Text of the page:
Decades of dumbing down in education have cost the economy £9 billion as hundreds of thousands of teenagers turn their backs on maths, a has report warned.
GCSE maths has become little more than a “tick-box test” with pupils needing under 20 per cent to gain a grade C in the top paper, the study by centre-right think-tank Reform said.
Every teenager who drops the subject at A level because it seems “geeky” misses out on £136,000 in lifetime earnings from top city jobs, according to the report.
Since 1990, a “lost generation” of nearly 440,000 pupils has given up maths after GCSEs, at a cost to the economy of £9 billion.
Elizabeth Truss, deputy director of Reform and a co-author of the report, said: “In today’s Britain it is acceptable to say that you can’t do maths, whereas people would be ashamed to admit they couldn’t read.
“We need a cultural revolution to transform maths from geek to chic.”
The report, The Value of Mathematics, said the top five per cent-10 per cent of maths graduates working in financial services use “power maths”, modelling derivatives and financial risk.
“These skills are at the pinnacle of the City hierarchy, making their practitioners the new ‘Masters of the Universe,”’ the report said.
At the core of the problem was “the diminution of the O-level/GCSE”.
These exams have gone from being “a key staging post” to a “tick-box test”, the report says.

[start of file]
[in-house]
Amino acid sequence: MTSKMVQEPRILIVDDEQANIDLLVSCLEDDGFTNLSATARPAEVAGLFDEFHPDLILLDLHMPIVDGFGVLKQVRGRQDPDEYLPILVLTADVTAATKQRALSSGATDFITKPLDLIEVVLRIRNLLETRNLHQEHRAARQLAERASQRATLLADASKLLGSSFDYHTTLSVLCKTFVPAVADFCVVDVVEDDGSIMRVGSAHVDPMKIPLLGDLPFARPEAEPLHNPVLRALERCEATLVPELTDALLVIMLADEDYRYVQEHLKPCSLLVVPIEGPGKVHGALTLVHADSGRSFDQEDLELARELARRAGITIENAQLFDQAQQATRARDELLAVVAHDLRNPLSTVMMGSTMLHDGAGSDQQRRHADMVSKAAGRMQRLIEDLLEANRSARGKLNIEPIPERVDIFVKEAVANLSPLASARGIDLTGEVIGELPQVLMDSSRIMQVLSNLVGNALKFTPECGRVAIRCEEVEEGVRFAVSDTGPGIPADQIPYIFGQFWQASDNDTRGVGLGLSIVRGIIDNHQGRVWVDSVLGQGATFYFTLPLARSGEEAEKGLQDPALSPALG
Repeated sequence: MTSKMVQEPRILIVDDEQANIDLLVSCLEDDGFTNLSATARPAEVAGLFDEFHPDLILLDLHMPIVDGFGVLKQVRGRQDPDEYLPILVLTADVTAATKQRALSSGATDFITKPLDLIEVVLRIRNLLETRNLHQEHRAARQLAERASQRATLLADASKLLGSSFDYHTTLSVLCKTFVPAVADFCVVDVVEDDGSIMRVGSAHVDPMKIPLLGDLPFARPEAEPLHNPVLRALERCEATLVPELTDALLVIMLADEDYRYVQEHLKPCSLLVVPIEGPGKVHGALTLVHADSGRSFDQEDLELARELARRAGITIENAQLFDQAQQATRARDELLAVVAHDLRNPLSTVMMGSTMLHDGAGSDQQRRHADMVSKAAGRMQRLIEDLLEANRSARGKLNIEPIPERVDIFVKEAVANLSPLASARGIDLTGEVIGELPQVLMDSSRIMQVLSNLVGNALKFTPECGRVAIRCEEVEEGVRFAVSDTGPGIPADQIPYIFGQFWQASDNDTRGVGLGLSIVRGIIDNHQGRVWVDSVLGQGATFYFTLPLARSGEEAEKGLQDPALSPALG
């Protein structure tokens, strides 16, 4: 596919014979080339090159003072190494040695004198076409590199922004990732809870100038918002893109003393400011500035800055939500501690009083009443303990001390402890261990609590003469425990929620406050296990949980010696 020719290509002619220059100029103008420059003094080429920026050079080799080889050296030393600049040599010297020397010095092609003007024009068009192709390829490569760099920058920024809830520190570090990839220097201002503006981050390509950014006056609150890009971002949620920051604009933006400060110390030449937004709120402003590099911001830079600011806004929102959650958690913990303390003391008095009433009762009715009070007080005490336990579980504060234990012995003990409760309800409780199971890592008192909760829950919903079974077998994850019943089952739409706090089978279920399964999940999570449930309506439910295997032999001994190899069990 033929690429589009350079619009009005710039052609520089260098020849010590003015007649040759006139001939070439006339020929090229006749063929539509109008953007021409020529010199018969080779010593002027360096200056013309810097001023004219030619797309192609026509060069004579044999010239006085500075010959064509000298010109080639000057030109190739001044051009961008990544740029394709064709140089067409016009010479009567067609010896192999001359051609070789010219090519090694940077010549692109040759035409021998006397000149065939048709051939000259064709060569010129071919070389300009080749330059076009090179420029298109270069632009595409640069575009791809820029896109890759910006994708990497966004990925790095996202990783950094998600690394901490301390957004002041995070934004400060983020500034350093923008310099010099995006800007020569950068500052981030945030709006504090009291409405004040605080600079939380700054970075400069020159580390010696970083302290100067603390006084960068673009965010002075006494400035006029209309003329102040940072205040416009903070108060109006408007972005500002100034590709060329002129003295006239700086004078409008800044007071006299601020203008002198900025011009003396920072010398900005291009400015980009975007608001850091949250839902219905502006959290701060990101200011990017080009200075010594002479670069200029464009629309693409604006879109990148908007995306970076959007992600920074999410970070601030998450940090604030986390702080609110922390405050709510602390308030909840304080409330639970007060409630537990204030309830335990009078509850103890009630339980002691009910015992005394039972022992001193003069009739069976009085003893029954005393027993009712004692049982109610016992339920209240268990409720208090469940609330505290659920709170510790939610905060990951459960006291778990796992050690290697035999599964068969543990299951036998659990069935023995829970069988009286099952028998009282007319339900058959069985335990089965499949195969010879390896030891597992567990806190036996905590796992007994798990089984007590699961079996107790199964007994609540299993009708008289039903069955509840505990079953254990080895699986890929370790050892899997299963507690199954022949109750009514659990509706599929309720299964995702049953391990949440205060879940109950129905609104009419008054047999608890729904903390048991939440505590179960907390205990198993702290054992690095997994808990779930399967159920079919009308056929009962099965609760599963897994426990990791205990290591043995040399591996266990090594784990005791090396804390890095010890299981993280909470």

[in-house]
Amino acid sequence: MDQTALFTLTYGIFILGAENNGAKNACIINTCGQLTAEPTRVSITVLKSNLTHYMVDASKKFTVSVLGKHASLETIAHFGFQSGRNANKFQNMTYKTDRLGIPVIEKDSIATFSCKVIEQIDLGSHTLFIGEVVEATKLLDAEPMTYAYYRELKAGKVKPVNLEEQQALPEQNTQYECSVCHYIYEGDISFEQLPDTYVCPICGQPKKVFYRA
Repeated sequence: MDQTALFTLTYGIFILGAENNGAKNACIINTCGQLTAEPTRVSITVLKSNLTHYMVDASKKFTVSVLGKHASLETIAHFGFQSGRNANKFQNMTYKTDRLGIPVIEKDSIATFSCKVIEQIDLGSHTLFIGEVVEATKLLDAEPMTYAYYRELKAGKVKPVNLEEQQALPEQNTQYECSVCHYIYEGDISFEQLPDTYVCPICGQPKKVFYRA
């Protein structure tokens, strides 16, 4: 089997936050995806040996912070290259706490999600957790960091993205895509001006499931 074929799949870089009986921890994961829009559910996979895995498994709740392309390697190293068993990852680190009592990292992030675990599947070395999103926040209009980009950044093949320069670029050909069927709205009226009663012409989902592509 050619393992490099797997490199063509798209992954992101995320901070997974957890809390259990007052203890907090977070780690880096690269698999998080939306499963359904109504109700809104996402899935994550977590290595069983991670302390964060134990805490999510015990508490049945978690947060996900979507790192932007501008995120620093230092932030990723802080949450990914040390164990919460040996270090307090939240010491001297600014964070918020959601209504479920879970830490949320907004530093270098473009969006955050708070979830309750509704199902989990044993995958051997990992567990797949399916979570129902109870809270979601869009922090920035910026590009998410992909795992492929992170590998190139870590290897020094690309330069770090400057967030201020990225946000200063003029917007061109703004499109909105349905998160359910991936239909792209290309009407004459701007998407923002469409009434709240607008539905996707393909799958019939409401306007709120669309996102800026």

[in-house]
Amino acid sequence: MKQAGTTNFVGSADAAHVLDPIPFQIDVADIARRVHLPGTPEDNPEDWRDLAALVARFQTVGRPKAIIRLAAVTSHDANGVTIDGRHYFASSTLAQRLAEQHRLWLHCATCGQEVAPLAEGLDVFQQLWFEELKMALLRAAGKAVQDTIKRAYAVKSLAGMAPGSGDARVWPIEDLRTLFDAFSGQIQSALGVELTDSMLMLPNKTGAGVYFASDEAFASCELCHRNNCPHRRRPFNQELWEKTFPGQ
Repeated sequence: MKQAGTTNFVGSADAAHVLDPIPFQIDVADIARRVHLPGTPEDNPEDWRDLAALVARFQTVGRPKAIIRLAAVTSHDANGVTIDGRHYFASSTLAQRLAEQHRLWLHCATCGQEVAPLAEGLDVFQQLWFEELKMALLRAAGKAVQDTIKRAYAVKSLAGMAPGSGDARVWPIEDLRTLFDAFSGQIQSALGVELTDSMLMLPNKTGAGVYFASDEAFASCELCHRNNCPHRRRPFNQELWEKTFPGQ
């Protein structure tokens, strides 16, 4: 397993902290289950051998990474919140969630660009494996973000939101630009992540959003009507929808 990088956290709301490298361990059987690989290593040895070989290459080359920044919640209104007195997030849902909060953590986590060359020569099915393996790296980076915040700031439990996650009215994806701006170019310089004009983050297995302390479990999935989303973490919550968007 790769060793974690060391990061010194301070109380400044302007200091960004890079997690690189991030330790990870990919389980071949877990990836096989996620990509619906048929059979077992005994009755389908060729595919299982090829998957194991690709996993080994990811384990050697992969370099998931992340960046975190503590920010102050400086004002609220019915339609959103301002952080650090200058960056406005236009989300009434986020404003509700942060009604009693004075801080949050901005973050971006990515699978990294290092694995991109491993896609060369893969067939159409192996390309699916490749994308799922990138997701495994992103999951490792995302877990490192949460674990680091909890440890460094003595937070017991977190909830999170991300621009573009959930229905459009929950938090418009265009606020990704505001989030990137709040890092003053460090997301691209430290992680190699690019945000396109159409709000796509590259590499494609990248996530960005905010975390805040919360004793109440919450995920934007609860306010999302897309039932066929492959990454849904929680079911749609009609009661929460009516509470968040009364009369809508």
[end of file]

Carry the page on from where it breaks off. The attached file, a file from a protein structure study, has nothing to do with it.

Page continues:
The think-tank analysed maths GCSE and O-level papers over the past six decades.
“From 1951 to 1970 these were a rigorous test of thought and initiative in algebra, arithmetic and geometry. Students were required to think for themselves,” the report says.
“By 1980 questions were becoming simpler. Following the introduction of the GCSE there was a sharp drop in difficulty, with questions leading pupils step by step to a solution.
“Pass marks were lowered throughout the period.”
Moves to make GCSEs modular threaten to undermine maths education even further. The think-tank called for a reversal of the “inexorable drift towards modularising GCSE mathematics”.
Shadow Schools Secretary Michael Gove said: “India and China are producing four million graduates every year. The single largest area of graduate growth is mathematics, science and engineering.
“Asking students, as one exam board did last year, whether we look at the stars with a microscope or a telescope is not really equipping the next generation to compete with the products of Singaporean or Taiwanese schools.”
Schools Minister Jim Knight said: “We agree that our culture does not value maths and mathematical skill highly enough. Employers are increasingly demanding sound numeric knowledge. But we agree maths is of vital importance to the economy and it is a top Government priority to encourage more mathematicians in the future.”